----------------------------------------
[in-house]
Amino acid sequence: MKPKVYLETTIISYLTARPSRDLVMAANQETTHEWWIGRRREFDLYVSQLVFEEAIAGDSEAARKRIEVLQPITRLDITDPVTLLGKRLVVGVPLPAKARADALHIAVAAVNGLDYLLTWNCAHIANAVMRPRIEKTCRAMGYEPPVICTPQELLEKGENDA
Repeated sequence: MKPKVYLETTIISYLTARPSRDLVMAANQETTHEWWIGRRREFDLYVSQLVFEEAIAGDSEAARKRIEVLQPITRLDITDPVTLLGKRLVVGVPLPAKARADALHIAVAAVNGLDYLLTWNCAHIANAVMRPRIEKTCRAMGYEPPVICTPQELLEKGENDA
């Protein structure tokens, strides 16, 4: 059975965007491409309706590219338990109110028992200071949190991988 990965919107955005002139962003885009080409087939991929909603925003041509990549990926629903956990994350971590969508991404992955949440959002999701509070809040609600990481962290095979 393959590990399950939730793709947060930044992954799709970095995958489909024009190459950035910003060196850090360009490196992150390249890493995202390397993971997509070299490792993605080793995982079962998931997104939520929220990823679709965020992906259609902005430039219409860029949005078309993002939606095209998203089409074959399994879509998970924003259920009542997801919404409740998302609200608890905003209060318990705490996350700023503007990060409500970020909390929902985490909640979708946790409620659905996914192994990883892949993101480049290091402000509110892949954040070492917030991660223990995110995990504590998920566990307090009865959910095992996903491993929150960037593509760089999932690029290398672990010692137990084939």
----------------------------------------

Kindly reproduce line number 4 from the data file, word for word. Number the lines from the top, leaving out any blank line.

């Protein structure tokens, strides 16, 4: 059975965007491409309706590219338990109110028992200071949190991988 990965919107955005002139962003885009080409087939991929909603925003041509990549990926629903956990994350971590969508991404992955949440959002999701509070809040609600990481962290095979 393959590990399950939730793709947060930044992954799709970095995958489909024009190459950035910003060196850090360009490196992150390249890493995202390397993971997509070299490792993605080793995982079962998931997104939520929220990823679709965020992906259609902005430039219409860029949005078309993002939606095209998203089409074959399994879509998970924003259920009542997801919404409740998302609200608890905003209060318990705490996350700023503007990060409500970020909390929902985490909640979708946790409620659905996914192994990883892949993101480049290091402000509110892949954040070492917030991660223990995110995990504590998920566990307090009865959910095992996903491993929150960037593509760089999932690029290398672990010692137990084939």